Thursday, September 24, 2009

Mental health advocates fight for fresh air

Thursday, September 24, 2009
This story was published in the MetroWest Daily News print version on 9/24/09. It was not published to the paper's website.

BOSTON - Mental health advocates urged lawmakers on Wednesday to assure patients certain fundamental rights in hospitals, including regular access of fresh air during hospital stays.

“Prison inmates and even farm animals are granted fresh air under law and I believe this speaks volumes of how our population seems to be seen by society,” Jonathan Dosick, a representative of the Coalition for the Legal Rights of Persons with Disabilities, told a packed hearing before the Joint Committee on Mental Health and Substance Abuse.

Under current law, psychiatric patients have certain guaranteed rights including access to make and receive phone calls in privacy, send and receive sealed and unread mail, and receive visitors in privacy.

Absent from these rights is the right to go outdoors on a regular basis. Dosick claimed that 30 hospitals in Massachusetts, “deny access to the healing power of fresh air.”

Dosick said he had heard many stories of patients not being allowed outdoors for as long as months on end.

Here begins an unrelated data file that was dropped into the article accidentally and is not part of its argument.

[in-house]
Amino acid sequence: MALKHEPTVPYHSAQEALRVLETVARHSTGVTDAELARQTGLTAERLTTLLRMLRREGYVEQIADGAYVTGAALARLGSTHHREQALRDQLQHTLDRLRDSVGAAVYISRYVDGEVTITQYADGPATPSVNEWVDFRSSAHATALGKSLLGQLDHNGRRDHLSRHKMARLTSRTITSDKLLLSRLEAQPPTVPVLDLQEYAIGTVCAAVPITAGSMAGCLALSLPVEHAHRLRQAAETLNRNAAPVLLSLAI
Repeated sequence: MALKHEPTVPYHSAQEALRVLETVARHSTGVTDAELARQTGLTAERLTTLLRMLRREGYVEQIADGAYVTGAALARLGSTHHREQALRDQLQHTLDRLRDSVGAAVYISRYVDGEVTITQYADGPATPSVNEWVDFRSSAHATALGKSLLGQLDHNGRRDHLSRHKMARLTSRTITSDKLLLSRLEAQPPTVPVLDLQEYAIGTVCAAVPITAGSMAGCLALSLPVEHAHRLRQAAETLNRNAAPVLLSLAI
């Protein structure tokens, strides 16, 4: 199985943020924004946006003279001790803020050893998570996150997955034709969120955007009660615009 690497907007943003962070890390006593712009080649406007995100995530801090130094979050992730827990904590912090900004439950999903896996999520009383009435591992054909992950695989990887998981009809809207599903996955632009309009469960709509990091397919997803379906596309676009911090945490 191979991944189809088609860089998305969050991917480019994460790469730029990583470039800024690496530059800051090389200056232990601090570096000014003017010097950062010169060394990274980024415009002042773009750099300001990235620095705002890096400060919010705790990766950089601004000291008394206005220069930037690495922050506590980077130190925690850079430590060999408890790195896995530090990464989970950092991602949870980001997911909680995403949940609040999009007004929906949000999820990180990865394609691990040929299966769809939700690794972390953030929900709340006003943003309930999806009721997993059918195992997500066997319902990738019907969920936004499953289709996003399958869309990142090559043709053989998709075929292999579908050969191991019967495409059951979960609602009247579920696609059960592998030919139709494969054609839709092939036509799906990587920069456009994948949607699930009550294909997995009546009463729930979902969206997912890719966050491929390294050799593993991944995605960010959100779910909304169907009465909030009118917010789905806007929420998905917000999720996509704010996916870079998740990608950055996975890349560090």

“From my own hospital experience, times spent outside were the times when I felt the most hope for the future,” Dosick said.

Monica Briggs, a peer facilitator at McLean Hospital, said patients she speaks with are unanimously surprised to hear that they have specific fundamental rights, but not the right to outdoor access. Briggs said she spent 60 days at a Massachusetts hospital a few years ago without any access to fresh air. When she was transferred to McLean Hospital in Belmont, she had daily access to fresh air.

“My recovery proceeded by leaps and bounds. It was night and day.”

David Matteodo, executive director of the Massachusetts Association of Behavioral Health Systems, opposed the bill in its current form, saying it could create safety and cost issues for mental health facilities.

“One of our first obligations is safety,” Matteodo said, “We need to be very careful about adding a fundamental right to all 47 hospitals that people could go outside basically whenever they wanted.”

Advocates also told the committee that the law granting mental patients fundamental rights needed stricter enforcement.

“I am sad to say that rights violations continue to happen and are being reported and there is no effective means to remedy these violations in a timely manner. We are asking for an expedited procedure,” said Susan Fendell, senior attorney with Mental Health Legal Advisors Committee.

Local hospitals, Metro West Medical Center and Milford Regional Medical Center, did not return repeated phone calls for comment regarding their own fresh air access practices.

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